Yale International Relations Association members this weekend hosted the largest Model United Nations conference ever hosted at Yale. High school delegates represented ambassadors from specific countries and worked to find solutions to current issues facing the international community.

The conference boasted 1,140 delegates from 63 high schools around the world and featured speakers such as UN General Assembly President Julian Hunte, United States Permanent Representative to the United Nations John Negroponte, and author and NBC News UN correspondent Linda Fasulo.

Yale Model United Nations, or YMUN, Secretary General Sadiq Abdulla ’05 said one of YMUN’s goals is to teach students who do not otherwise learn about the United Nations in their schools about diplomacy.

“Diplomacy is something that I’ve noticed is not taught in all high schools,” Abdulla said. “In today’s world where conflicts are a dime a dozen, I think it’s very important that high school students who are the youth of today and the leaders of tomorrow have some background and some education in diplomacy.”

Abdulla said this year’s conference included students from Kuwait, Lebanon, Morocco and Canada. He said many international students learn about the United Nations in their schools.

“We wanted to increase the diversity of the conference by not only allowing the delegates from the United States to meet other people and find out their opinions, but to let students who are primarily from the United States and not exposed to [international perspectives] to know that other opinions in the world exist in terms of the way people think of the United Nations and the way people think of the United States,” Abdulla said.

YMUN Director General Caitlin Dean ’05 said the simulation is meant to resemble a real UN experience as closely as possible. YMUN staff woke all delegates after curfew Friday night so they could resolve a “midnight crisis.”

Meredith McCoy, a high school student from Litchfield, Conn., said she was a member of the simulated United States National Security Council. McCoy said members of her committee debated the issue — a hypothetical crisis involving terrorism and the assassination of a world leader — from 1 a.m. until 6:45 a.m. Saturday morning.

“They knocked on our doors, told us we had five minutes to be in proper dress, and then we loaded a bus to the Omni Hotel,” McCoy said. “Once there, we were ushered in a serious manner to the separate rooms for each committee, and there we were presented with our crisis.”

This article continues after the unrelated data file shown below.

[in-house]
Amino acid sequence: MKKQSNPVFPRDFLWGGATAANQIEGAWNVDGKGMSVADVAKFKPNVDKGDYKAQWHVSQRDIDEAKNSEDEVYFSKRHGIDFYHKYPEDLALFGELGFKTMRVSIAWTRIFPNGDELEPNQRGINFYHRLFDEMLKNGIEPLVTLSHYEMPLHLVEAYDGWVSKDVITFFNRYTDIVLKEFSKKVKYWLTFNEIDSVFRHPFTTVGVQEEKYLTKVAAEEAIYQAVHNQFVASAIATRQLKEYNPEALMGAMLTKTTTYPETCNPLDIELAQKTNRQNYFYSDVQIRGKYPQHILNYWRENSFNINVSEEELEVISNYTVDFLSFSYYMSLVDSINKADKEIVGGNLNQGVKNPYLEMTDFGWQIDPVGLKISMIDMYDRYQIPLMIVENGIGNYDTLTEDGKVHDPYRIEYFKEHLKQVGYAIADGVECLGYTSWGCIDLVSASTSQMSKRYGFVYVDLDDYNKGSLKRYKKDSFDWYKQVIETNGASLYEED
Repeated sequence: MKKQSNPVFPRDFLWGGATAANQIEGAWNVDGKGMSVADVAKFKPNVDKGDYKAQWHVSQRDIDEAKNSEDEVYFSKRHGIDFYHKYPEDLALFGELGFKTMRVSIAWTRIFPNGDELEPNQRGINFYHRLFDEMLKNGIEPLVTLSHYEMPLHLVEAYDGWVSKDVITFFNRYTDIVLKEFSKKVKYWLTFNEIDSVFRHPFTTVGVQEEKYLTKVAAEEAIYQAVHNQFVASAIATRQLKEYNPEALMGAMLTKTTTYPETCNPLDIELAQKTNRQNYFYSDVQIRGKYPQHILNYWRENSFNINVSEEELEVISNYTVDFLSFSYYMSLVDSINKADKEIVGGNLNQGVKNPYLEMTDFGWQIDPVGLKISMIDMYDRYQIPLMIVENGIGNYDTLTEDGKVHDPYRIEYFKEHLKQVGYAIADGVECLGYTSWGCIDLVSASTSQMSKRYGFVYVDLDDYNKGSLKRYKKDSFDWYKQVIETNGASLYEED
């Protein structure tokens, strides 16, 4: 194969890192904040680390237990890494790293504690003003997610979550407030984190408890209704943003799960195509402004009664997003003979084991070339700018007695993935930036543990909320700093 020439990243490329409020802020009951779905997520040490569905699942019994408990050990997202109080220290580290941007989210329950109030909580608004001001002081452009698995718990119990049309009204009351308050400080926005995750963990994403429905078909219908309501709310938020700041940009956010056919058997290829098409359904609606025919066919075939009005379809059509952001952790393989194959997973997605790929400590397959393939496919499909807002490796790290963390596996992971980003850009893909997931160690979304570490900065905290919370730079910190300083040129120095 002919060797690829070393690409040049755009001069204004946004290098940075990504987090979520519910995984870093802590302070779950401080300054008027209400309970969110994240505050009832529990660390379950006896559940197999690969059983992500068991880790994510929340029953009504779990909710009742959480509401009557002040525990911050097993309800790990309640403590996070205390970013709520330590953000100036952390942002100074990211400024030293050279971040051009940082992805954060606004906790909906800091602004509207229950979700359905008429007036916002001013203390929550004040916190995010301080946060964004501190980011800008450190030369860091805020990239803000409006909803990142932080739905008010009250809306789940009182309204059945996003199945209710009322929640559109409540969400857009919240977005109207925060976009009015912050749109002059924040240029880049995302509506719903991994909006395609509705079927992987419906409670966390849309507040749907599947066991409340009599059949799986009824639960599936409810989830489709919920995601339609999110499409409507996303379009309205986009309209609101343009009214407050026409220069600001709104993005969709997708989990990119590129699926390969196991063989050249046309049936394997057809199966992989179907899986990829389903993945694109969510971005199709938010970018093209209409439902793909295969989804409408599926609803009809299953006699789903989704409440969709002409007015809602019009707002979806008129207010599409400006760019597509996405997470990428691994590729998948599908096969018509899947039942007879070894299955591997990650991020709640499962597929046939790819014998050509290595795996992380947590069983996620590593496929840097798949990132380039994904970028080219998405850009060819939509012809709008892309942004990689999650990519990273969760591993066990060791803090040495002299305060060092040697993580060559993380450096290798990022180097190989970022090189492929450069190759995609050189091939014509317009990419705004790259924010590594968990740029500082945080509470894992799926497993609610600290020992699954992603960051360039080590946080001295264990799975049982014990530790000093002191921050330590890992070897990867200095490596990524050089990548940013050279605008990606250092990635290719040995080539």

Dean said she participated in a YMUN conference as a high school student.

“Last night, I was watching the delegates coming out of committee and remembering all the excitement and the magic that comes from this because we give them these crises to deal with and everything becomes really realistic, and that’s what we strive for,” Dean said. “Now I’m recreating that magic I once felt.”

Hunte discussed the role of the United Nations in today’s world at YMUN opening ceremonies Thursday evening and at a Silliman College Master’s Tea Thursday afternoon. Negroponte and Fasulo also had speaking engagements at Yale Friday.

During YMUN opening ceremonies, Hunte commended Model United Nations organizations around the world for teaching negotiating and leadership skills that will benefit future leaders.

“It is noteworthy that even in troubling times, when the relevance of the United Nations was being called into question, Model United Nations were being organized and conducted,” Hunte said.

At Thursday’s Master’s Tea, Hunte, who is from St. Lucia, said he believes the current structure of the United Nations is conducive to a balance of power.

“I think that one vote per country in terms of its sovereignty has worked,” Hunte said. “It has created a balance, and larger countries do get together on a vote as do developing countries. The system has evolved to where there is a give and take, and that allows for the balance to manifest itself.”

Hunte said that although many former colonies have achieved national independence, economic imbalances still affect the relationships between former colonies and colonial powers. Hunte said the differences between rich and poor nations have been confounded by globalization and trade organizations, which marginalize countries, particularly in the developing world.

“Poverty worldwide, the burden which falls equally on our most vulnerable groups — children, women, the elderly — is the seed of instability, hatred and conflict,” Hunte said.

Abdulla said YMUN planning and organization took place over a 10-month period preceding the conference. Abdulla said a total of 10 YMUN Secretariat members organized the conference, and approximately 130 undergraduates worked on the YMUN staff, leading committee meetings for the high school students over the weekend.

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